Date of Award

Summer 2016

Document Type


Degree Name

Doctor of Philosophy (PhD)


Electrical/Computer Engineering

Committee Director

Khan M. Iftekharuddin

Committee Member

Jiang Li

Committee Member

Lee A. Belfore

Committee Member

Michel A. Audette

Committee Member

John W. Harrington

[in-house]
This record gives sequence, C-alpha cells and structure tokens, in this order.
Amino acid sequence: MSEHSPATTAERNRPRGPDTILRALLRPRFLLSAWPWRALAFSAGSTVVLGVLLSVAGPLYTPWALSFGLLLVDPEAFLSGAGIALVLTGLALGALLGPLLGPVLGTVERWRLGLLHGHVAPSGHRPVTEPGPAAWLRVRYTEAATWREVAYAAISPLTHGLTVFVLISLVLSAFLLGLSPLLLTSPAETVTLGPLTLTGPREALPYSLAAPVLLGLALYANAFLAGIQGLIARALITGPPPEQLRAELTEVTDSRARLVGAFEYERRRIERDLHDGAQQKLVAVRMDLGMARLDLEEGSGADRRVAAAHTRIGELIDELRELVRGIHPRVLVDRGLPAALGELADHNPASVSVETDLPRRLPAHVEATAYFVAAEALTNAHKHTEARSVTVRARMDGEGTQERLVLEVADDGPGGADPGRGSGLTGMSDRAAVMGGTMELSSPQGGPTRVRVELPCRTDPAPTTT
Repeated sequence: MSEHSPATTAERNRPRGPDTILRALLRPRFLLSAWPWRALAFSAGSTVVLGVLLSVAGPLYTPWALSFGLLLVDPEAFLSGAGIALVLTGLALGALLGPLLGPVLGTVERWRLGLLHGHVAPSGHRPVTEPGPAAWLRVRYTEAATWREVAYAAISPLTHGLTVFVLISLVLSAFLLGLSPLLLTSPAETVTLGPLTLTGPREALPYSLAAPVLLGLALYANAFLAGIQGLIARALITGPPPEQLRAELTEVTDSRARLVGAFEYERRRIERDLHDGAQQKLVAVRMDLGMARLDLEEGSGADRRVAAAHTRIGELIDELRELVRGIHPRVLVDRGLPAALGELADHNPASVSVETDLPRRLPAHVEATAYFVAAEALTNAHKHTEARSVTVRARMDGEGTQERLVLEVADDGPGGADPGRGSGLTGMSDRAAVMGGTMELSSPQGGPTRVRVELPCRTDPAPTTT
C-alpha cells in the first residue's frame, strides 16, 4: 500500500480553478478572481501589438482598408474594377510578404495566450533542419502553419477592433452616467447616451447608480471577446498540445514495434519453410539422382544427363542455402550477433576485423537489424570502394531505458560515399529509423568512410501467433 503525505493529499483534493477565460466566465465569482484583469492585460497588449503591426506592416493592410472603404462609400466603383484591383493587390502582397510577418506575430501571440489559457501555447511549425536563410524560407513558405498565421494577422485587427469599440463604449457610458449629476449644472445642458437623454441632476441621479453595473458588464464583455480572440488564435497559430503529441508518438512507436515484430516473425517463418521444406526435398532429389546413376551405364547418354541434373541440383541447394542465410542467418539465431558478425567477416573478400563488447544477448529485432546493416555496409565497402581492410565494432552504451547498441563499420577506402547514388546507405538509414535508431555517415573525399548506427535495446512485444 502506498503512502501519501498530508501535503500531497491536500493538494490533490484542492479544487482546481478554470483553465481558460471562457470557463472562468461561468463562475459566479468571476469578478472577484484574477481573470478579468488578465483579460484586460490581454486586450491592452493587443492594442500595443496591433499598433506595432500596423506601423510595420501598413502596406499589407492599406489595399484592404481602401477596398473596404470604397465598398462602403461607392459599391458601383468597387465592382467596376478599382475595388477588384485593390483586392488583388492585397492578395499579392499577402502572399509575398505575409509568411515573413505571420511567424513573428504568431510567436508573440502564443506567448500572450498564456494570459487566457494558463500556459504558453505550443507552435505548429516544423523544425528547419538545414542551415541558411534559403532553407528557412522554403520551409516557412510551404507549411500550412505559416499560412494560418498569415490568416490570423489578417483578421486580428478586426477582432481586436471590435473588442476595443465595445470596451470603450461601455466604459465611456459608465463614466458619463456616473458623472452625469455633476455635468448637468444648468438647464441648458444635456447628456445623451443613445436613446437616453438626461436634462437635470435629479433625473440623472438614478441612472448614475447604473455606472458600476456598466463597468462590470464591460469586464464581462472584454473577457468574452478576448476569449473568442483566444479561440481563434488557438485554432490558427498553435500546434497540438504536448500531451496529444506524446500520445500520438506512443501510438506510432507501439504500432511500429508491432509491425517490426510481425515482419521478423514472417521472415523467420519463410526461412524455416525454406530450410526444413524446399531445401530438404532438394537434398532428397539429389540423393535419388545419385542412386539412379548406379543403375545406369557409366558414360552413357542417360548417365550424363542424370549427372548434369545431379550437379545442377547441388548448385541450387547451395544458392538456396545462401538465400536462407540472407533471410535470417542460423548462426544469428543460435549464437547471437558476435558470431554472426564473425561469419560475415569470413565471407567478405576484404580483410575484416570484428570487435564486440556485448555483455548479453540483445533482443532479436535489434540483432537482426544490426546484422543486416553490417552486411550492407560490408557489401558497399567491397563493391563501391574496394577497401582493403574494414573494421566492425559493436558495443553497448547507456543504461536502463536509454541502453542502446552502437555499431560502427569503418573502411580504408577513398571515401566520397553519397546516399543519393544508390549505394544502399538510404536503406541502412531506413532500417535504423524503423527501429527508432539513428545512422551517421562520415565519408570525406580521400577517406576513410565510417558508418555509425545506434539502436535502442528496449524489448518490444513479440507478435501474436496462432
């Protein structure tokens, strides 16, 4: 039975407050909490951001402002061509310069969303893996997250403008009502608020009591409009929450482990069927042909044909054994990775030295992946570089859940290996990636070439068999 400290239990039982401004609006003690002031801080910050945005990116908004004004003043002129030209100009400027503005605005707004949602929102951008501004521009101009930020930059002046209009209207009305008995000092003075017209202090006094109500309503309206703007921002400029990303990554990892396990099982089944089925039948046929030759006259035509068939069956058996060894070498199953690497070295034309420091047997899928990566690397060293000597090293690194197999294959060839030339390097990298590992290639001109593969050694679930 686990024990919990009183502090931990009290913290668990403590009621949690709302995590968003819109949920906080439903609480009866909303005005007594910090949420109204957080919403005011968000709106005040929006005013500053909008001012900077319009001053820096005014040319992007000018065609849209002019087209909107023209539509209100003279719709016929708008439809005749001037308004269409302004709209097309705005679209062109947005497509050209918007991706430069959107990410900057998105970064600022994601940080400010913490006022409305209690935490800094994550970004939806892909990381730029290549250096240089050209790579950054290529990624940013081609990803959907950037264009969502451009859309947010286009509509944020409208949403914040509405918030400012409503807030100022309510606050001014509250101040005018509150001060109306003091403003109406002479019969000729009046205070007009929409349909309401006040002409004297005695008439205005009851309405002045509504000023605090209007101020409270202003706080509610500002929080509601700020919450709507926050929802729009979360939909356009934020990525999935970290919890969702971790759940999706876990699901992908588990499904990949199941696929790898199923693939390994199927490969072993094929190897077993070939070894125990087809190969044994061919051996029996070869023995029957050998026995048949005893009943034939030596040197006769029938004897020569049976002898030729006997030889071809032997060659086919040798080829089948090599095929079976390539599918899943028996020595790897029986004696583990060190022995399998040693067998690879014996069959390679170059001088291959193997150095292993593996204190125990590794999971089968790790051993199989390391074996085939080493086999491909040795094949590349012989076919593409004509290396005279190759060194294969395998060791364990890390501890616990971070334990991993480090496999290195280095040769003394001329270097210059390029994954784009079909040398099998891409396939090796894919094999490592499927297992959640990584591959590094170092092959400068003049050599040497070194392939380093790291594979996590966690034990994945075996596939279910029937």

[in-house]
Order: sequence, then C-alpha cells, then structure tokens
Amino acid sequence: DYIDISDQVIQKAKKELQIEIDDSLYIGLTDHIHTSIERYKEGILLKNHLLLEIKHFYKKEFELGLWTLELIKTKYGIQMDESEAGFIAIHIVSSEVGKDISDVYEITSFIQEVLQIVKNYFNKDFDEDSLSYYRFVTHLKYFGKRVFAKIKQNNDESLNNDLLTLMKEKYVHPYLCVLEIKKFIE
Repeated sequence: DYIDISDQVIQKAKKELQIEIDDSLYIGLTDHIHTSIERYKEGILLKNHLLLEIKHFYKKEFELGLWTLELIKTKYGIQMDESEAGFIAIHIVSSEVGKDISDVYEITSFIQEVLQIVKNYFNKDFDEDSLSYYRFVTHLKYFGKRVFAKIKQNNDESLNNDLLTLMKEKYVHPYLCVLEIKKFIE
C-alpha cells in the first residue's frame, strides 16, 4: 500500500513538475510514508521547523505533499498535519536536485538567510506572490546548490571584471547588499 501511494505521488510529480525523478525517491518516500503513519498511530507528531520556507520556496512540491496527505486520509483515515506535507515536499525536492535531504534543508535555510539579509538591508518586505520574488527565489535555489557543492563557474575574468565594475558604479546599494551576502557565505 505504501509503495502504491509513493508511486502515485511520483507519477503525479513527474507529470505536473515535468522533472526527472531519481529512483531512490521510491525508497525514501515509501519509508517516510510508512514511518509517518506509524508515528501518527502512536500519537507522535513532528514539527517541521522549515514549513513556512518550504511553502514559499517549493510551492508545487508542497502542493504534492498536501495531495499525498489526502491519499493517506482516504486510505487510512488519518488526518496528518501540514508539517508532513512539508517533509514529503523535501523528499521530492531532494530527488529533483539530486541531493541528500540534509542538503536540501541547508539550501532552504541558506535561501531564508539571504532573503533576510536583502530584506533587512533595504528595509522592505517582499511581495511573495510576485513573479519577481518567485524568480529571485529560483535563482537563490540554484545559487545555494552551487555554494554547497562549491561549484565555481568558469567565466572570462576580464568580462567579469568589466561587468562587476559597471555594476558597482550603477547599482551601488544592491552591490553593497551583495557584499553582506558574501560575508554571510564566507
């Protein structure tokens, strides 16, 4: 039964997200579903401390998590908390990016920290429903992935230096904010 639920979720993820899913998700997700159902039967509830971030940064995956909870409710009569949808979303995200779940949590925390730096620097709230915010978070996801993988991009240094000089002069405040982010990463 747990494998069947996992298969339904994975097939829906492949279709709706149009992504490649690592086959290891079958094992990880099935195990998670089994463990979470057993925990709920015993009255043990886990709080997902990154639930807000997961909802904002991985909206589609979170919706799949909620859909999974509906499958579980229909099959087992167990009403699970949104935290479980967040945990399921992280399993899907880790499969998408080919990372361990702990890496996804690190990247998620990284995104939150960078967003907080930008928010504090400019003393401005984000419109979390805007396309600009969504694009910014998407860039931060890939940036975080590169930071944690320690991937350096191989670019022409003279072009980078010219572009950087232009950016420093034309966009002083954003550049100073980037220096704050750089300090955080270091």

This dissertation proposes novel computational modeling and computer vision methods for the analysis and discovery of differential traits in subjects with Autism Spectrum Disorders (ASD) using video and three-dimensional (3D) images of face and facial expressions. ASD is a neurodevelopmental disorder that impairs an individual’s nonverbal communication skills. This work studies ASD from the pathophysiology of facial expressions which may manifest atypical responses in the face. State-of-the-art psychophysical studies mostly employ naive human raters to visually score atypical facial responses of individuals with ASD, which may be subjective, tedious, and error prone. A few quantitative studies use intrusive sensors on the face of the subjects with ASD, which in turn, may inhibit or bias the natural facial responses of these subjects. This dissertation proposes non-intrusive computer vision methods to alleviate these limitations in the investigation for differential traits from the spontaneous facial responses of individuals with ASD. Two IRB-approved psychophysical studies are performed involving two groups of age-matched subjects: one for subjects diagnosed with ASD and the other for subjects who are typically-developing (TD). The facial responses of the subjects are computed from their facial images using the proposed computational models and then statistically analyzed to infer about the differential traits for the group with ASD. A novel computational model is proposed to represent the large volume of 3D facial data in a small pose-invariant Frenet frame-based feature space. The inherent pose-invariant property of the proposed features alleviates the need for an expensive 3D face registration in the pre-processing step. The proposed modeling framework is not only computationally efficient but also offers competitive performance in 3D face and facial expression recognition tasks when compared with that of the state-of- the-art methods. This computational model is applied in the first experiment to quantify subtle facial muscle response from the geometry of 3D facial data. Results show a statistically significant asymmetry in specific pair of facial muscle activation (p